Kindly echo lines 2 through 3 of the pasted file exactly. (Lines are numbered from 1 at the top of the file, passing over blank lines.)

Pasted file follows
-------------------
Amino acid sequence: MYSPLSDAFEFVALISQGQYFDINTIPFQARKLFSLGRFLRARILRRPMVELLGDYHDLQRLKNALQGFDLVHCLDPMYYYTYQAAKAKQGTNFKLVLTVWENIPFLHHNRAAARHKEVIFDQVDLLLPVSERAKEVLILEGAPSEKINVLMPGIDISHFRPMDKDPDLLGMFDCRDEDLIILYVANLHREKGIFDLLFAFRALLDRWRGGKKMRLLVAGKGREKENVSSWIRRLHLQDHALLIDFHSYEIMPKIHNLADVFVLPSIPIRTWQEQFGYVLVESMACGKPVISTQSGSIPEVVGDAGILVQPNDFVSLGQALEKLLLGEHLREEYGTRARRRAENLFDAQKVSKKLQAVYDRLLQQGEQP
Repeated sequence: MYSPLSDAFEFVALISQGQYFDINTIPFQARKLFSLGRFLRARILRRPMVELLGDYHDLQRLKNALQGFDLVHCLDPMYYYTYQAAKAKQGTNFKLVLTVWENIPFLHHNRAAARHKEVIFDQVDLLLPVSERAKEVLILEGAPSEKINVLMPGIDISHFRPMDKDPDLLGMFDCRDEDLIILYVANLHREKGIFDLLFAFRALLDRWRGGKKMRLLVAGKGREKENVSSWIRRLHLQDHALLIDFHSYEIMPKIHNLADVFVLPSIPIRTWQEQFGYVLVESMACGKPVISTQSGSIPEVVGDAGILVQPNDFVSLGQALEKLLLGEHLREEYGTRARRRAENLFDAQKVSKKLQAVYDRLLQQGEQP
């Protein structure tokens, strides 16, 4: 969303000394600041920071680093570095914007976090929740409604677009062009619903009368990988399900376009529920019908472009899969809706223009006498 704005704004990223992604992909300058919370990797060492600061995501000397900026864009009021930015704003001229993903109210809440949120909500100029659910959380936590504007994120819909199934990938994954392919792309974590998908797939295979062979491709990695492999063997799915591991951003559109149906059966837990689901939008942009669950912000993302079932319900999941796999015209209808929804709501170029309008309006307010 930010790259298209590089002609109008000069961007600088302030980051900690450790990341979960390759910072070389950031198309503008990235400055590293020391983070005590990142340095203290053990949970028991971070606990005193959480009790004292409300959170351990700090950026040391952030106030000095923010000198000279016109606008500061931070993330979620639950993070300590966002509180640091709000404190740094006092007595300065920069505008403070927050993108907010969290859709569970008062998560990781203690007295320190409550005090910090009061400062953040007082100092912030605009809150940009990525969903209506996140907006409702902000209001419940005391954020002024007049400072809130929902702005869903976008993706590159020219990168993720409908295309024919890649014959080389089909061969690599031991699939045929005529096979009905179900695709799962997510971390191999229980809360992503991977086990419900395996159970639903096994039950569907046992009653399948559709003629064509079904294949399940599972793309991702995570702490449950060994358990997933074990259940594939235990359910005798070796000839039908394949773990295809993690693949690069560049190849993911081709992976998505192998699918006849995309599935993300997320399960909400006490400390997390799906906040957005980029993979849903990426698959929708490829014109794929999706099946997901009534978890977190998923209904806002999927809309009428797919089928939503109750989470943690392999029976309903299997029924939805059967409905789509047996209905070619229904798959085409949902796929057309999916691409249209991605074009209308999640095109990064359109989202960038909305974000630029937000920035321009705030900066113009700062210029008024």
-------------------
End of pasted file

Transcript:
Repeated sequence: MYSPLSDAFEFVALISQGQYFDINTIPFQARKLFSLGRFLRARILRRPMVELLGDYHDLQRLKNALQGFDLVHCLDPMYYYTYQAAKAKQGTNFKLVLTVWENIPFLHHNRAAARHKEVIFDQVDLLLPVSERAKEVLILEGAPSEKINVLMPGIDISHFRPMDKDPDLLGMFDCRDEDLIILYVANLHREKGIFDLLFAFRALLDRWRGGKKMRLLVAGKGREKENVSSWIRRLHLQDHALLIDFHSYEIMPKIHNLADVFVLPSIPIRTWQEQFGYVLVESMACGKPVISTQSGSIPEVVGDAGILVQPNDFVSLGQALEKLLLGEHLREEYGTRARRRAENLFDAQKVSKKLQAVYDRLLQQGEQP
């Protein structure tokens, strides 16, 4: 969303000394600041920071680093570095914007976090929740409604677009062009619903009368990988399900376009529920019908472009899969809706223009006498 704005704004990223992604992909300058919370990797060492600061995501000397900026864009009021930015704003001229993903109210809440949120909500100029659910959380936590504007994120819909199934990938994954392919792309974590998908797939295979062979491709990695492999063997799915591991951003559109149906059966837990689901939008942009669950912000993302079932319900999941796999015209209808929804709501170029309008309006307010 930010790259298209590089002609109008000069961007600088302030980051900690450790990341979960390759910072070389950031198309503008990235400055590293020391983070005590990142340095203290053990949970028991971070606990005193959480009790004292409300959170351990700090950026040391952030106030000095923010000198000279016109606008500061931070993330979620639950993070300590966002509180640091709000404190740094006092007595300065920069505008403070927050993108907010969290859709569970008062998560990781203690007295320190409550005090910090009061400062953040007082100092912030605009809150940009990525969903209506996140907006409702902000209001419940005391954020002024007049400072809130929902702005869903976008993706590159020219990168993720409908295309024919890649014959080389089909061969690599031991699939045929005529096979009905179900695709799962997510971390191999229980809360992503991977086990419900395996159970639903096994039950569907046992009653399948559709003629064509079904294949399940599972793309991702995570702490449950060994358990997933074990259940594939235990359910005798070796000839039908394949773990295809993690693949690069560049190849993911081709992976998505192998699918006849995309599935993300997320399960909400006490400390997390799906906040957005980029993979849903990426698959929708490829014109794929999706099946997901009534978890977190998923209904806002999927809309009428797919089928939503109750989470943690392999029976309903299997029924939805059967409905789509047996209905070619229904798959085409949902796929057309999916691409249209991605074009209308999640095109990064359109989202960038909305974000630029937000920035321009705030900066113009700062210029008024």